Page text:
Here’s why FBI Director James Comey had to go: Integrity in law enforcement is essential. Otherwise, every act by law enforcers comes into question.
A nation of laws works only when law enforcement is honest and can be believed. Think banana republics. In such places, political opponents and innocents unwilling to pay bribes are jailed like criminals. They may protest their innocence. But who knows? When law enforcement is under a cloud of doubt, who is to say who’s a crook and who’s not?
Whom shall we believe when law enforcement has no integrity?
A recent example is illustrative. A suspected Russian computer hacker named Yevgeniy Nikulin says the FBI approached him last year with a deal. The FBI wanted him to confess to hacking the Podesta Democratic Party emails at the behest of Russian President Vladimir Putin to help Donald Trump win election. In return, Nikulin said, the U.S. government would drop charges against him for allegedly hacking social media websites.
Nikulin said he refused the deal. If he had agreed to it, the government would have put him and his testimony on display, effectively linking the Podesta email hack to Putin to benefit Trump.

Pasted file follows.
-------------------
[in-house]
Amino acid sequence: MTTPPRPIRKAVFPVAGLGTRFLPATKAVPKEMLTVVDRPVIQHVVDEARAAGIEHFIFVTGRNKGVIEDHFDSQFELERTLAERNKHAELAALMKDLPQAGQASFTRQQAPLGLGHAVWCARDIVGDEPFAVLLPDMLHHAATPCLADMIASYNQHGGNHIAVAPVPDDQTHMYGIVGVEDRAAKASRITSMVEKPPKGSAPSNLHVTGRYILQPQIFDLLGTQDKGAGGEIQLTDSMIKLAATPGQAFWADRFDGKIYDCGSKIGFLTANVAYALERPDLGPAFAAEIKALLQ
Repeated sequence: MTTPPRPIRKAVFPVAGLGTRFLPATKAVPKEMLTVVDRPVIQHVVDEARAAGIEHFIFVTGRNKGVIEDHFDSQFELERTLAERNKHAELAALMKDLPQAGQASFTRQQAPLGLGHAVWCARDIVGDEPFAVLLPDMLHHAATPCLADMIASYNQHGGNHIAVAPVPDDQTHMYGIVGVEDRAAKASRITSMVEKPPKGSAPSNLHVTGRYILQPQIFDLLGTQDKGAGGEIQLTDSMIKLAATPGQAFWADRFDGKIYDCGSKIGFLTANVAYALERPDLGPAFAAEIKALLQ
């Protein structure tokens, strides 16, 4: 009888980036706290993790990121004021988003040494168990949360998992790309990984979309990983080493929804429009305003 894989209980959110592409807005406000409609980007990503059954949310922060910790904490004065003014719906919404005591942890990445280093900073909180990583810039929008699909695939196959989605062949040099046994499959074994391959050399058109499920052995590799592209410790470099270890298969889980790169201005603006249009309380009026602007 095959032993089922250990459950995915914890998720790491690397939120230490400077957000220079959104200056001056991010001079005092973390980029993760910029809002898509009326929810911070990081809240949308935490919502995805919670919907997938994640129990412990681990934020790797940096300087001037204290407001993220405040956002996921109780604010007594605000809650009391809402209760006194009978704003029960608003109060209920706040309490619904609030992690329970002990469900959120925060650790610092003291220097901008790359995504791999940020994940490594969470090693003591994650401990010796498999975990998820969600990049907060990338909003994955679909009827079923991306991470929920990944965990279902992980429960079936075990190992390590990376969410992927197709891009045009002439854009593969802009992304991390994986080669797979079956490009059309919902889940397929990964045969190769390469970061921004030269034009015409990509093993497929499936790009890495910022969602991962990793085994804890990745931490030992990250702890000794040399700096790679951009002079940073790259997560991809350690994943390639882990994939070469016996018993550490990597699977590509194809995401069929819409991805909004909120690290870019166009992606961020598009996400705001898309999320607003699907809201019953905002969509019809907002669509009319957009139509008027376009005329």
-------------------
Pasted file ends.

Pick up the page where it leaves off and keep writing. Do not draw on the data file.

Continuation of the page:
Who knows whether this Russian alleged hacker is telling the truth? Shall we ask the FBI? Regardless, what are we to think of the FBI if Nikulin’s story is true?
This is why integrity in law enforcement is an absolute necessity.
It compromises integrity enough when authorities promise to reward a suspect by dropping or reducing charges against him in return for him telling the “truth” on the witness stand. When the jury learns the “truth” was provided only after an “incentive” was offered, it unavoidably raises doubts, undermining credibility and making motives suspect.
Did the bad guy guess what authorities wanted to hear, then craft his “truth” to fit it? Doubt about “true” testimony routinely is raised in trials by attorneys to impeach witnesses. Does the testimony conveniently…